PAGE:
Site Admin
User avatar
Offline
 
Posts: 12643
Joined: Tue Feb 12, 2008 4:58 pm
Location: Off Grid in Paradise... Mag 7 skies
 
I'm pretty enamored with the SV 80mm ED. Great build quality, and very little color. The Orion ED80 is a bit better in terms of color correction, but the build quality is nowhere near the SV. Of course, if money were no object, I'd look at the Televue as well- though maybe the NP-101. ;)

_________________

-Erik Wilcox
Homebuilt 16" Truss Dob
8" Antares f/5 Newt
SV 80mm ED Nighthawk NG on M1 ALT/AZ
Nikon Prostaff 65mm spotter on Trekpod
Konusvue 20x80 binos/Peterson PipeMount


"Newt Gingrich is what stupid people think smart people sound like."
-The Great Paul Krugman

Evolution is both fact and theory. Creationism is neither. -Anonymous


Top
Profile Quote
Chopin
Post subject:
Posted: Mon Jun 16, 2008 1:46 pm
Velocepedist
User avatar
Online
 
Posts: 6704
Joined: Tue Mar 18, 2008 6:28 pm
Location: In search of the ultimate switchbacks and single tracks
 
Square_peg wrote:
I'd take a TV-85. Just the right blend of aperture and portability. Plus great optics.


Mmmm. This and the Tak Sky-90 are on my short list (read: dream) for a grab n' go refractor.

_________________

Jason® (Admin...and spoke-folk)
[ img ]
[ img ]
[ img ]
[ img ]
Veritable Imagery
Single ride personal records: Distance-76.7miles, Max Speed-50.4mph, Max sustained speed (20miles) 19.5mph
“Life is like riding a bicycle. To keep your balance, you must keep moving.” ― Albert Einstein


Top
Profile Quote
Erik
Post subject:
Posted: Wed Jun 18, 2008 8:19 pm
Site Admin
User avatar
Offline
 
Posts: 12643
Joined: Tue Feb 12, 2008 4:58 pm
Location: Off Grid in Paradise... Mag 7 skies
 
The 80mm Celestron Onyx is another one on my wish list. Great optics and build quality, and reasonably priced. :cool:

_________________

-Erik Wilcox
Homebuilt 16" Truss Dob
8" Antares f/5 Newt
SV 80mm ED Nighthawk NG on M1 ALT/AZ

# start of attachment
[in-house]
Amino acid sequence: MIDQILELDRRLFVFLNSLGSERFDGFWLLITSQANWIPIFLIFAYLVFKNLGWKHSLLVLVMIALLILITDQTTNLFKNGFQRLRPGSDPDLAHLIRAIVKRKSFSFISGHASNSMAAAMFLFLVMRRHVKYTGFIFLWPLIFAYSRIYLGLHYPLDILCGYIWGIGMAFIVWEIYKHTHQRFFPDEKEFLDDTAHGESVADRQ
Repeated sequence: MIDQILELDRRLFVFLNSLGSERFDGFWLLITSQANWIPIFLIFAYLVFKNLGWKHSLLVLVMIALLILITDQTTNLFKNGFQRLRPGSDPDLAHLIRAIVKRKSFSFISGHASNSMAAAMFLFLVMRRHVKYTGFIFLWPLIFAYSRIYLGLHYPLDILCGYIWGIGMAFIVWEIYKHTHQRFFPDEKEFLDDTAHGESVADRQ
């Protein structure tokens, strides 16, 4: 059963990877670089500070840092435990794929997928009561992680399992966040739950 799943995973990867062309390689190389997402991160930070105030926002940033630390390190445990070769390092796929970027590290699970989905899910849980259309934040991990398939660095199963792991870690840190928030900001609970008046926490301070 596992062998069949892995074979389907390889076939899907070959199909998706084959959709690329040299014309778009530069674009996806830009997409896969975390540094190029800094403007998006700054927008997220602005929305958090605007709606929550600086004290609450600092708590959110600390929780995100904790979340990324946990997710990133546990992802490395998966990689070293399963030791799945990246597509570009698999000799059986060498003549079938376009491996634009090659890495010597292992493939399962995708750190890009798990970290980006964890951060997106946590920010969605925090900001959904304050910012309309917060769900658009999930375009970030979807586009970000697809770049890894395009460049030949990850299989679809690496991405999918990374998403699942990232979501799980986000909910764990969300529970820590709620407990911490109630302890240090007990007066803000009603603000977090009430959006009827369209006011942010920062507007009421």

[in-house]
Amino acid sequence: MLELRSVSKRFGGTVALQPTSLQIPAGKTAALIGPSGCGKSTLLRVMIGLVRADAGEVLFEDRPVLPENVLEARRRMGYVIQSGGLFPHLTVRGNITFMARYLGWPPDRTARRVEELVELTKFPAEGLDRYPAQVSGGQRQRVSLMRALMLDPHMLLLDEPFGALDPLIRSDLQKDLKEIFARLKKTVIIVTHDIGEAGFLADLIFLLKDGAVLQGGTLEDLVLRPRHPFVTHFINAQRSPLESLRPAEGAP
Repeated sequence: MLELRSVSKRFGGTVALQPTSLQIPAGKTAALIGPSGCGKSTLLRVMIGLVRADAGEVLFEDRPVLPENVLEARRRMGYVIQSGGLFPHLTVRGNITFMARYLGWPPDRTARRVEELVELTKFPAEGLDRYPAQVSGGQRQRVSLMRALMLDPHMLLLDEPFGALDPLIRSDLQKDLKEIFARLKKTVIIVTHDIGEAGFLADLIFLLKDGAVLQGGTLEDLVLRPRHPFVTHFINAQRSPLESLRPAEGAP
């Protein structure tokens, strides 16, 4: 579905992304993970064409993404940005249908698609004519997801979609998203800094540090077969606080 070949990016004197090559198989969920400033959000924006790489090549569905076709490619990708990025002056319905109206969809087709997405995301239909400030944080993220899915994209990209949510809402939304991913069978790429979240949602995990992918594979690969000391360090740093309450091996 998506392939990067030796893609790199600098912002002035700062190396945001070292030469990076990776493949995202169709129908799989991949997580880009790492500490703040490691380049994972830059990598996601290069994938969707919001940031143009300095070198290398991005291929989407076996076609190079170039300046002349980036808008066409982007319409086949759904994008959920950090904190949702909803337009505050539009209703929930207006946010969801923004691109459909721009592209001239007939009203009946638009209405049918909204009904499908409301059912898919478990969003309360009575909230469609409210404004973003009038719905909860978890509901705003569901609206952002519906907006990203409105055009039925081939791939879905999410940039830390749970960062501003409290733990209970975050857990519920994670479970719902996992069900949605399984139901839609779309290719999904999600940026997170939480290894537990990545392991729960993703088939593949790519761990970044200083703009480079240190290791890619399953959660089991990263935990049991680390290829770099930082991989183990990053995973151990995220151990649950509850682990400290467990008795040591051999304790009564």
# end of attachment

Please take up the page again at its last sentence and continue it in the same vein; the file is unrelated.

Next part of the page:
Nikon Prostaff 65mm spotter on Trekpod
Konusvue 20x80 binos/Peterson PipeMount


"Newt Gingrich is what stupid people think smart people sound like."
-The Great Paul Krugman

Evolution is both fact and theory. Creationism is neither. -Anonymous


Top
Profile Quote
Erik
Post subject:
Posted: Wed Jun 18, 2008 8:27 pm
Site Admin
User avatar
Offline
 
Posts: 12643
Joined: Tue Feb 12, 2008 4:58 pm
Location: Off Grid in Paradise... Mag 7 skies
 
For $3800, this looks pretty hard to beat:
http://www.williamoptics.com/telescopes ... atures.php

It appears to just use ED glass, though the "FLT" makes me think flourite? Man, flourite for that price would be just about unheard of...

_________________

-Erik Wilcox
Homebuilt 16" Truss Dob
8" Antares f/5 Newt
SV 80mm ED Nighthawk NG on M1 ALT/AZ
Nikon Prostaff 65mm spotter on Trekpod
Konusvue 20x80 binos/Peterson PipeMount


"Newt Gingrich is what stupid people think smart people sound like."
-The Great Paul Krugman

Evolution is both fact and theory. Creationism is neither. -Anonymous


Top
Profile Quote
Chopin
Post subject:
Posted: Wed Jun 18, 2008 9:28 pm
Velocepedist
User avatar
Online
 
Posts: 6704
Joined: Tue Mar 18, 2008 6:28 pm
Location: In search of the ultimate switchbacks and single tracks
 
Man, forget looking through William Optics gear. Just looking AT their stuff make me drool. That is probably one of the sexiest refractors I've ever seen.

_________________

Jason® (Admin...and spoke-folk)
[ img ]
[ img ]
[ img ]
[ img ]
Veritable Imagery
Single ride personal records: Distance-76.7miles, Max Speed-50.4mph, Max sustained speed (20miles) 19.5mph
“Life is like riding a bicycle. To keep your balance, you must keep moving.” ― Albert Einstein


Top
Profile Quote
GeneralRageSC
Post subject:
Posted: Thu Jun 19, 2008 6:29 am
atom
User avatar
Offline
 
Posts: 44
Joined: Sun May 25, 2008 10:14 pm
Location: NorCal
 
If you really want APO, take a look at the TEC 140. I was about to get that 'till a great deal on a Tak TOA-130S came by and I couldn't pass that up. Got it for more than 2 grand les than a new price and it is fairly new when I got it.